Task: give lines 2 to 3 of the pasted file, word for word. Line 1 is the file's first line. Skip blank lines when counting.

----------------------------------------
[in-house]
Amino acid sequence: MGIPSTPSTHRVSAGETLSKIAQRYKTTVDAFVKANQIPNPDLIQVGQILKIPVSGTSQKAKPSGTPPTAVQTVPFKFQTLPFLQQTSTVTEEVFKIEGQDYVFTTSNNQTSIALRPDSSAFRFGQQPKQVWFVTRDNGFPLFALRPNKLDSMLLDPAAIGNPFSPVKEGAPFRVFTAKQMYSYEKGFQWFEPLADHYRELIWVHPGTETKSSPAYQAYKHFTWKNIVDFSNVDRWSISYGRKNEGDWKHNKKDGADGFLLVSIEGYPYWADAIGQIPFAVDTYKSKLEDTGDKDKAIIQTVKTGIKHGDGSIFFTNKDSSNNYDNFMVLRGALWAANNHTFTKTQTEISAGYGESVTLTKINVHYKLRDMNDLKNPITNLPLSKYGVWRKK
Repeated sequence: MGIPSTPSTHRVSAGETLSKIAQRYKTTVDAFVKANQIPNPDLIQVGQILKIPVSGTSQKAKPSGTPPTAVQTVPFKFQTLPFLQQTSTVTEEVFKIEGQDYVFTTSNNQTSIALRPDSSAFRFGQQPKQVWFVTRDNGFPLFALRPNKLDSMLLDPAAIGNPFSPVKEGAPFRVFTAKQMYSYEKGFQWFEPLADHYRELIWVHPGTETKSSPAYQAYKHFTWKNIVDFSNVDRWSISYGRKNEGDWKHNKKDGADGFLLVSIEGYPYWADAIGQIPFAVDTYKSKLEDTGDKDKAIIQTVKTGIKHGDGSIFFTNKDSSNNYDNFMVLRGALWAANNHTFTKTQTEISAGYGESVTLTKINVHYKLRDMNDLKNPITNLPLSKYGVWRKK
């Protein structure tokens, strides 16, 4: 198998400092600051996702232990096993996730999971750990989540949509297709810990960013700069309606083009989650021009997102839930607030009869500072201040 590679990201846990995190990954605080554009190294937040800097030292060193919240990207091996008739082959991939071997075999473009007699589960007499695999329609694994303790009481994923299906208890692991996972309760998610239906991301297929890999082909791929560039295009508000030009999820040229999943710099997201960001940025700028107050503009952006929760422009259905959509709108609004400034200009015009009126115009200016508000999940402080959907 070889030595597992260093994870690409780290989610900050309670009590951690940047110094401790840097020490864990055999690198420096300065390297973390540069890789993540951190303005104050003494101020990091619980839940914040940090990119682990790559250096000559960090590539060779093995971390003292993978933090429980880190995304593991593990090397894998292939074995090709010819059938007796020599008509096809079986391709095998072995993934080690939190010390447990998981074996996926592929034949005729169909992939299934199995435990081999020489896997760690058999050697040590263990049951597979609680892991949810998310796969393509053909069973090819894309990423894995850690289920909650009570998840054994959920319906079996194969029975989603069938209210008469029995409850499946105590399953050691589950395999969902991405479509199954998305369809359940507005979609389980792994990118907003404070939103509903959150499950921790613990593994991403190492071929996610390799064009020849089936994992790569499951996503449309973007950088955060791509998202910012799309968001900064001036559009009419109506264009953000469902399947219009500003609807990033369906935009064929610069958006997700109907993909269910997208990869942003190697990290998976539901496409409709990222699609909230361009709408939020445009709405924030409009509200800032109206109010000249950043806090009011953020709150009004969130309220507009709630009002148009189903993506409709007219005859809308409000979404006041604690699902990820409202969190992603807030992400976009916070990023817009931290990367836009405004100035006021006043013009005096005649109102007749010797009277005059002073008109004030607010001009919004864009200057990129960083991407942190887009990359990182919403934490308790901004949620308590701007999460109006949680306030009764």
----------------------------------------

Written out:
Amino acid sequence: MGIPSTPSTHRVSAGETLSKIAQRYKTTVDAFVKANQIPNPDLIQVGQILKIPVSGTSQKAKPSGTPPTAVQTVPFKFQTLPFLQQTSTVTEEVFKIEGQDYVFTTSNNQTSIALRPDSSAFRFGQQPKQVWFVTRDNGFPLFALRPNKLDSMLLDPAAIGNPFSPVKEGAPFRVFTAKQMYSYEKGFQWFEPLADHYRELIWVHPGTETKSSPAYQAYKHFTWKNIVDFSNVDRWSISYGRKNEGDWKHNKKDGADGFLLVSIEGYPYWADAIGQIPFAVDTYKSKLEDTGDKDKAIIQTVKTGIKHGDGSIFFTNKDSSNNYDNFMVLRGALWAANNHTFTKTQTEISAGYGESVTLTKINVHYKLRDMNDLKNPITNLPLSKYGVWRKK
Repeated sequence: MGIPSTPSTHRVSAGETLSKIAQRYKTTVDAFVKANQIPNPDLIQVGQILKIPVSGTSQKAKPSGTPPTAVQTVPFKFQTLPFLQQTSTVTEEVFKIEGQDYVFTTSNNQTSIALRPDSSAFRFGQQPKQVWFVTRDNGFPLFALRPNKLDSMLLDPAAIGNPFSPVKEGAPFRVFTAKQMYSYEKGFQWFEPLADHYRELIWVHPGTETKSSPAYQAYKHFTWKNIVDFSNVDRWSISYGRKNEGDWKHNKKDGADGFLLVSIEGYPYWADAIGQIPFAVDTYKSKLEDTGDKDKAIIQTVKTGIKHGDGSIFFTNKDSSNNYDNFMVLRGALWAANNHTFTKTQTEISAGYGESVTLTKINVHYKLRDMNDLKNPITNLPLSKYGVWRKK